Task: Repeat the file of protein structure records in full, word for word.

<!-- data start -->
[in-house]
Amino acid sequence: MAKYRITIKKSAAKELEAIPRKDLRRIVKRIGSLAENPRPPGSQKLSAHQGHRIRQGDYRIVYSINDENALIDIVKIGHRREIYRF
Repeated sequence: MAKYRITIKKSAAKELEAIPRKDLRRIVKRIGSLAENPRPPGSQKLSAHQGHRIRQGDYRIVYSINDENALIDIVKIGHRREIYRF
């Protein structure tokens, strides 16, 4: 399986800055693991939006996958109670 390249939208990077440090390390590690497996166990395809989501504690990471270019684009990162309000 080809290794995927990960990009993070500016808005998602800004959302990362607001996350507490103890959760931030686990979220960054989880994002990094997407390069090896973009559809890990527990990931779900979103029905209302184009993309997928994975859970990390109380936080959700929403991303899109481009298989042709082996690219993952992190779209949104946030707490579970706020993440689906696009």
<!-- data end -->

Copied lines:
[in-house]
Amino acid sequence: MAKYRITIKKSAAKELEAIPRKDLRRIVKRIGSLAENPRPPGSQKLSAHQGHRIRQGDYRIVYSINDENALIDIVKIGHRREIYRF
Repeated sequence: MAKYRITIKKSAAKELEAIPRKDLRRIVKRIGSLAENPRPPGSQKLSAHQGHRIRQGDYRIVYSINDENALIDIVKIGHRREIYRF
């Protein structure tokens, strides 16, 4: 399986800055693991939006996958109670 390249939208990077440090390390590690497996166990395809989501504690990471270019684009990162309000 080809290794995927990960990009993070500016808005998602800004959302990362607001996350507490103890959760931030686990979220960054989880994002990094997407390069090896973009559809890990527990990931779900979103029905209302184009993309997928994975859970990390109380936080959700929403991303899109481009298989042709082996690219993952992190779209949104946030707490579970706020993440689906696009």